Streams

Minding the Business

« previous episode | next episode »

Monday, June 05, 2006

America spends twice as much on health care as other developed nations. On today’s show, a financial journalist argues we should be getting more for our money. Then, on Backstory, a look at how Starbucks went from being a small Seattle coffeehouse to having a store on every block. And Eliot Weinberger tells us about a new anthology of some of the world’s most important poets. Plus: a look at the challenges faced by three generations of Arab Christian women in one family.

Money and Medicine

In Money Driven Medicine, financial journalist Maggie Mahar investigates the soaring costs of medical care, and explains why the laws of supply and demand don't seem to apply to America’s $2 trillion health care industry.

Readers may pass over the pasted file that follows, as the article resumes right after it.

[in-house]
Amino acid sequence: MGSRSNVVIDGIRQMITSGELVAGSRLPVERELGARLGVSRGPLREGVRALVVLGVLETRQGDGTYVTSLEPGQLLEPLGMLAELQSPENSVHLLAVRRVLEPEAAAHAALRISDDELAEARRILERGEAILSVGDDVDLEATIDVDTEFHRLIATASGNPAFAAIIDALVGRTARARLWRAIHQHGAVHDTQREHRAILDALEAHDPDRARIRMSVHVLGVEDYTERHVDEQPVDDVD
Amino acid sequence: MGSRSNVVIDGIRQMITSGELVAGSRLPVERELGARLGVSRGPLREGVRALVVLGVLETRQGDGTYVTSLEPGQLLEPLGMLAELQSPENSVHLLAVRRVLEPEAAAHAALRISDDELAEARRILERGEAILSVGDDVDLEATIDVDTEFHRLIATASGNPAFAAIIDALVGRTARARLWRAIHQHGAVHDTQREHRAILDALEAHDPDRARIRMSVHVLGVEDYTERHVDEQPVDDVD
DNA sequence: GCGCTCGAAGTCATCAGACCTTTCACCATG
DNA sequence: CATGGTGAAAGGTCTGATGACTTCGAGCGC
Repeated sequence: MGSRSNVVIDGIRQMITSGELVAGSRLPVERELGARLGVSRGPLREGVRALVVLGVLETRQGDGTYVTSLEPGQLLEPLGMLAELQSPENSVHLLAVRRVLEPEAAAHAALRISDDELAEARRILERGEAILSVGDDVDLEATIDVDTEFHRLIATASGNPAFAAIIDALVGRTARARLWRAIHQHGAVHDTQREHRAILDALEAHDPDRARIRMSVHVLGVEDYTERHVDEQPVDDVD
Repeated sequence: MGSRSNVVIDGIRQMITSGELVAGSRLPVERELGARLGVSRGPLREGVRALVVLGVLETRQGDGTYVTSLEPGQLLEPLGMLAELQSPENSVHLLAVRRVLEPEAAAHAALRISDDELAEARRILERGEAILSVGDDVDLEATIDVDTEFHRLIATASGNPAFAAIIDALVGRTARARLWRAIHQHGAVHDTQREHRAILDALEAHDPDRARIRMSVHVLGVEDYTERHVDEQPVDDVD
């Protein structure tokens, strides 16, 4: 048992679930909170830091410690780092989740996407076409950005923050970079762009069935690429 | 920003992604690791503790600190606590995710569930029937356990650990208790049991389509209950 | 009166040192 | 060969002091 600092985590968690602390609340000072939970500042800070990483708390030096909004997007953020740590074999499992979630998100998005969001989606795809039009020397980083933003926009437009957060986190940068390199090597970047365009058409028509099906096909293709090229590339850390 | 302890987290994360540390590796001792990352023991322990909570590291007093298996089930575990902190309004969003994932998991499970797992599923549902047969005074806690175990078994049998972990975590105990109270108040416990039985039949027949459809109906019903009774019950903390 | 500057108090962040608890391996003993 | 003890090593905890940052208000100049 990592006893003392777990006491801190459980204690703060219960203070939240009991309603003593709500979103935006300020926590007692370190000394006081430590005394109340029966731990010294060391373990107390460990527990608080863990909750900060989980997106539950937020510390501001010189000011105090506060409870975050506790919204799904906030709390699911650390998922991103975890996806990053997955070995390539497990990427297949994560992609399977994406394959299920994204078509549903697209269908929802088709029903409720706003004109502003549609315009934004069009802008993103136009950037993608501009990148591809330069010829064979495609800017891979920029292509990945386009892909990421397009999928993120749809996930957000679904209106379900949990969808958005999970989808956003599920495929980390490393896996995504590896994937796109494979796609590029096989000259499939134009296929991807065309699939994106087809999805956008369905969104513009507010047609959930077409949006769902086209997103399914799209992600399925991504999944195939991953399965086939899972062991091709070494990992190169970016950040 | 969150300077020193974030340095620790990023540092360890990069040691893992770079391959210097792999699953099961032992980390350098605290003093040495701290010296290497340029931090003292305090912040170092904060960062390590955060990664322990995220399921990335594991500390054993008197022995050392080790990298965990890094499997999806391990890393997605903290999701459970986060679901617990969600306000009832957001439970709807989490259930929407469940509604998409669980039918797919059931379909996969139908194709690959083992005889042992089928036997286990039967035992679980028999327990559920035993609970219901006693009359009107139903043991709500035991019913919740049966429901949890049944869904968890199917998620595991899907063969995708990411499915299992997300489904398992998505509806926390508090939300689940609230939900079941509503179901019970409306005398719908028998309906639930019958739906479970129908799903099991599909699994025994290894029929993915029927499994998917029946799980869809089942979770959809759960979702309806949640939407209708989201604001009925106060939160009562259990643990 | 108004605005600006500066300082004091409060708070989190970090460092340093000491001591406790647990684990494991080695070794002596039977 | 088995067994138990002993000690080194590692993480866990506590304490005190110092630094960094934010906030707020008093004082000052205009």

Comment

Backstory: Starbucks

On this week’s Backstory, Mark Pendergrast (the author of Uncommon Grounds) explains how Starbucks went from a Seattle coffeehouse to a cultural symbol.

Comment

International Poetry Now

Eliot Weinberger joins us with World Beat, a survey of what’s going on in international poetry today.

Comment

Three Generations of Arab Women

In Teta, Mother, and Me, Jean Said Makdisi explores what it has meant to be an Arab Christian woman to three different generations of her family.

Events: Jean Said Makdisi will be reading and signing books
Tuesday, June 6 at 6:30 pm
Alwan for the Arts

Comment

News, weather, Radiolab, Brian Lehrer and more.
Get the best of WNYC in your inbox, every morning.

Leave a Comment

Register for your own account so you can vote on comments, save your favorites, and more. Learn more.
Please stay on topic, be civil, and be brief.
Email addresses are never displayed, but they are required to confirm your comments. Names are displayed with all comments. We reserve the right to edit any comments posted on this site. Please read the Comment Guidelines before posting. By leaving a comment, you agree to New York Public Radio's Privacy Policy and Terms Of Use.